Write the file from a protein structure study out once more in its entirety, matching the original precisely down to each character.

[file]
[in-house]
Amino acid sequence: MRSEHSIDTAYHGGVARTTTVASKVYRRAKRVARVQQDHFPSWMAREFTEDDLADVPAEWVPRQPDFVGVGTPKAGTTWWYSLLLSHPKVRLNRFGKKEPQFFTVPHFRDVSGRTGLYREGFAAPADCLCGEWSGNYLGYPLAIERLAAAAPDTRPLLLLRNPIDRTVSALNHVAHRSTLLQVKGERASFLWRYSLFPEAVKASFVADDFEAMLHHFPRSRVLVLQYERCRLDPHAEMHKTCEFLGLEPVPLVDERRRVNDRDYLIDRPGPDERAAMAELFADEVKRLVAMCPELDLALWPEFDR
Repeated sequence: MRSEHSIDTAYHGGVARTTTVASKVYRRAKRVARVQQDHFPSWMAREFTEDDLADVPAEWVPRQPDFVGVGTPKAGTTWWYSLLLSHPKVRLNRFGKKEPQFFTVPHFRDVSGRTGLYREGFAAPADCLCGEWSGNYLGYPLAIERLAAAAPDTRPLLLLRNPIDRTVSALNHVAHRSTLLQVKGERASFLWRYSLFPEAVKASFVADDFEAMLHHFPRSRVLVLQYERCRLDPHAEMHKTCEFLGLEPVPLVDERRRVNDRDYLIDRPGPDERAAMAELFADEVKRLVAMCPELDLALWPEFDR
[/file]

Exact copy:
[in-house]
Amino acid sequence: MRSEHSIDTAYHGGVARTTTVASKVYRRAKRVARVQQDHFPSWMAREFTEDDLADVPAEWVPRQPDFVGVGTPKAGTTWWYSLLLSHPKVRLNRFGKKEPQFFTVPHFRDVSGRTGLYREGFAAPADCLCGEWSGNYLGYPLAIERLAAAAPDTRPLLLLRNPIDRTVSALNHVAHRSTLLQVKGERASFLWRYSLFPEAVKASFVADDFEAMLHHFPRSRVLVLQYERCRLDPHAEMHKTCEFLGLEPVPLVDERRRVNDRDYLIDRPGPDERAAMAELFADEVKRLVAMCPELDLALWPEFDR
Repeated sequence: MRSEHSIDTAYHGGVARTTTVASKVYRRAKRVARVQQDHFPSWMAREFTEDDLADVPAEWVPRQPDFVGVGTPKAGTTWWYSLLLSHPKVRLNRFGKKEPQFFTVPHFRDVSGRTGLYREGFAAPADCLCGEWSGNYLGYPLAIERLAAAAPDTRPLLLLRNPIDRTVSALNHVAHRSTLLQVKGERASFLWRYSLFPEAVKASFVADDFEAMLHHFPRSRVLVLQYERCRLDPHAEMHKTCEFLGLEPVPLVDERRRVNDRDYLIDRPGPDERAAMAELFADEVKRLVAMCPELDLALWPEFDR